14. Okay so I think I have read every single article you have posted and some a few times. Just wanted to thank you for all the information, it has been so helpful!

  15. I really like your BLOG. Very informative and well written. We are looking to move to Queretaro next summer and given the choices we will probably buy a new car once we arrive. I’ve been going through the websites of various car makers and I’ve been pretty impressed with the prices. There aren’t as many options available for cars and you’ve got to look pretty hard to find the advanced safety features such as (BLIS, Automatic Collision Braking, Adaptive Cruise Control). But buying a new car in Mexico can be a really money saver based on what I’ve seen.

    • Thanks! We have more articles in the works — we are just waiting for a few rainy days in a row to get them done.

      The equipment and options on the new cars here does vary from those sold in the U.S. but the prices are pretty good. Also, all the prices include all taxes! I love that about Mexico.

  16. Mark Stevens | December 1, 2016 at 12:48 am |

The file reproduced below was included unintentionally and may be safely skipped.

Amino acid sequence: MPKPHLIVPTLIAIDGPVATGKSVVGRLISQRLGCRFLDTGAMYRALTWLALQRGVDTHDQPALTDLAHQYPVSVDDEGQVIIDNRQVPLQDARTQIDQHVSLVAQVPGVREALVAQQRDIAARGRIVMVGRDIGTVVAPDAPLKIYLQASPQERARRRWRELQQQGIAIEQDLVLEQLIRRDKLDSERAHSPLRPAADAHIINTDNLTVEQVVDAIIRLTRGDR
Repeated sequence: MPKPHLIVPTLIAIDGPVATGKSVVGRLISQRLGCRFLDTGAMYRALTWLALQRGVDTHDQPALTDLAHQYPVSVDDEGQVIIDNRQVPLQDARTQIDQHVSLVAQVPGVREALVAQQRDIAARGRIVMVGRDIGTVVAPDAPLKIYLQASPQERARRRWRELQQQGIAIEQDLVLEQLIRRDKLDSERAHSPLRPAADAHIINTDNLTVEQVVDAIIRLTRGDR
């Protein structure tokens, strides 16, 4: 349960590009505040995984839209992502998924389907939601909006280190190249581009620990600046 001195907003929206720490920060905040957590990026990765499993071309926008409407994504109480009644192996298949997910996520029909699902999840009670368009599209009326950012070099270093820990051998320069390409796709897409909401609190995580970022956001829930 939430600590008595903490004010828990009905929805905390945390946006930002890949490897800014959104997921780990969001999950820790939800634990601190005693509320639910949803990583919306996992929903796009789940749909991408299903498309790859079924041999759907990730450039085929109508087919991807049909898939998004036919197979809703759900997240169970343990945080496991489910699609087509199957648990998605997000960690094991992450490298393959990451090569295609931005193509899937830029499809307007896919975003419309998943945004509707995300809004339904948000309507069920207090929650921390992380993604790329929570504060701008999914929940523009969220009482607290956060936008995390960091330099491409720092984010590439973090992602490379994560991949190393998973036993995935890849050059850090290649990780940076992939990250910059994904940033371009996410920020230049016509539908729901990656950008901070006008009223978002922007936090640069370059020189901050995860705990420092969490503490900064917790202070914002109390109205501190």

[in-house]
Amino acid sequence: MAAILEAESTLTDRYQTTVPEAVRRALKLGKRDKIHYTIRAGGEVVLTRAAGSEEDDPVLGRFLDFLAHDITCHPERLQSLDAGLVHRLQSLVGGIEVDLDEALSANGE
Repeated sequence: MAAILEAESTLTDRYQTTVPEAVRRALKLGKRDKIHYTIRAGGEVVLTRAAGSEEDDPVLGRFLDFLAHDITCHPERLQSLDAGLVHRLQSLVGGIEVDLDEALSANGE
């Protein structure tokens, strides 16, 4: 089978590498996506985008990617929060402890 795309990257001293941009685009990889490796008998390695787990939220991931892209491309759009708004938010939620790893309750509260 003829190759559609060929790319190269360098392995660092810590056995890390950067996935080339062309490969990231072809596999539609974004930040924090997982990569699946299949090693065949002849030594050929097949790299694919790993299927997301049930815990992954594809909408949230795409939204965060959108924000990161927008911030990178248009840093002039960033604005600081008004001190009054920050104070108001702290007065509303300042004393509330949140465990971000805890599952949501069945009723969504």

Don’t forget that sometimes the Roo (or at least Cozumel) runs out of plates, so sometimes all the waiting in line still won’t get you plates.

    The same was true when we got driving licenses. When we finally got through the process, they had “no materia” for about a week and couldn’t even make licenses.

    • Yes, we have noticed the same thing. They gave us a temporary permit because they ran out of plates in Tulum.

  17. How do we find out which states are waiving the annual “tenencia”?

  18. Hi Paul,thank you very much for the blog,I’m trying to buy a car next week around 350,000 to 400,000 pesos.i been to 4 different dealers with 4 different story about the tenancia..I have my “permanent resident”do I have to paid tenancia seen the vehicules is over 250,000 pesos?,if yes what is the %?for how many years?i got told from 0 dollars(except the placa)to 11,000 pesos per year..Thank you in advance